Welcome to Swarm Markets’ media memo. This weekly update provides comments from Swarm Markets’ co-founders, Philipp Pieper and Timo Lehes, on key industry news that has caught our eye, plus our own developments.
Comments available on the following news items:
- Buterin comments on DeFi
- Google trends NFT data
- Institutional investors are buying the dip
Buterin is missing a component from his DeFi criticism – regulation – Philipp Pieper
Ethereum founder Vitalik Buterin has recently made scathing remarks about DeFi, in particular in relation to Terra. In many ways his criticism of what has caused enormous instability in the sector is valid, but he’s missing out on one key area we think matters hugely – regulation.
The Terra stablecoin debacle was able to take place in the absence of regulatory oversight. Buterin’s comments centre on the fallibility of an algorithmic stablecoin and its fundamental flaws. However, regulatory oversight in the form of robust standards for stablecoins issuance, requiring uncorrelated assets to back each token, would have minimised investor risk. The Terra/Luna fall out could act as a watershed moment in stablecoin regulation.
There are disjointed regulatory environments and very different attitudes between different regions globally. Countries such as Germany, where Swarm is regulated, seem to be taking a robust but positive position on crypto, with other lawmakers in the EU block watching their approach closely. But crypto is by its nature a global market and this requires a joined-up approach from major regions to ensure investors and institutions are protected appropriately.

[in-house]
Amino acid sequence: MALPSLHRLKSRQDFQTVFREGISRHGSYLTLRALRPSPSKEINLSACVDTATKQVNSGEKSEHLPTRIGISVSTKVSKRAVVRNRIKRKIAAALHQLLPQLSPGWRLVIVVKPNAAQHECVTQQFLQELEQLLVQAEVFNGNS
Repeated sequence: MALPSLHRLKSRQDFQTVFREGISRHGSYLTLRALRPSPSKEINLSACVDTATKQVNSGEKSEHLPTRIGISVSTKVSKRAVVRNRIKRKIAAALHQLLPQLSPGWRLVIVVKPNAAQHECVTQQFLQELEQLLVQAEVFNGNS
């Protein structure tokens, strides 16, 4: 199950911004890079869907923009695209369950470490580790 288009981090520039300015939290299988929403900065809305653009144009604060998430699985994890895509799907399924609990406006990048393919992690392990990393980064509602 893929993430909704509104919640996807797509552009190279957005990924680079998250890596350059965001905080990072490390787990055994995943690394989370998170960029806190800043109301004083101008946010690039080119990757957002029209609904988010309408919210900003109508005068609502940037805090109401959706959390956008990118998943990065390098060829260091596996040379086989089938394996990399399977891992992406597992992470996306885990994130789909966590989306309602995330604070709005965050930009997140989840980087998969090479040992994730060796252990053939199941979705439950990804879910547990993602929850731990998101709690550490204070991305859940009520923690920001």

Google Trends NFT data is no surprise, now the hard work begins – Timo Lehes
The death of the NFT sector is now frequently and somewhat predicted. The meteoric rise in prominence of the technology has been coupled with a sorry retreat in the past few months, as Google Trends data suggests.
But we would suggest what is happening in this sector is more akin to the 2017/18 cycle for crypto. This is the moment when crypto assets first really reached public consciousness. The hype died down and with it the value of major tokens such as bitcoin and ether, but they didn’t vanish.
Instead what took place was a concerted effort by those involved in the sector to build on projects and develop innovative ideas. There was a ‘weeding out’ of sorts, that sorted the stable and long-term projects from those that were not going to survive a crypto winter. This is what we see happening now for NFTs. Now is the time in which the exciting projects that have real funding and grounded ideas come to the fore.
It’s actually a really exciting time for the sector. We see developments for NFTs way beyond the art world and sports, which is where the big hype seems to be centred on right now. Gaming is a huge growth area too, but again this is just one small possibility for a technology that can effectively create digital twins of non-virtual assets such as equities or even property. The potential for an enormous change in the way ownership of assets of any kind is not far away.
Institutional money isn’t leaving crypto – Philipp Pieper
Results from the latest CoinShares fund manager survey are clear, institutional money isn’t fleeing crypto. This is an important moment for the sector and crypto markets more generally.
There has been much discussion in recent weeks over the increasing correlation between tech stocks and crypto. The reasons for this vary but broadly comes down to much increased institutional presence and activity, which mirrors in both asset classes.
The CoinShares survey indicates something important – institutional investors aren’t being spooked by the current volatility in markets. In fact, volatility is not such a bad thing for some funds that use it as an investment strategy.
Institutional experience knows well enough to not sell in fear. Institutions are ready, cash in hand, to invest in what it sees as future winners in the sector. In times of market stress, money doesn’t leave the market, it leaves the riskiest choices. What we’re ultimately seeing is a realignment of money, and this is not necessarily a bad thing.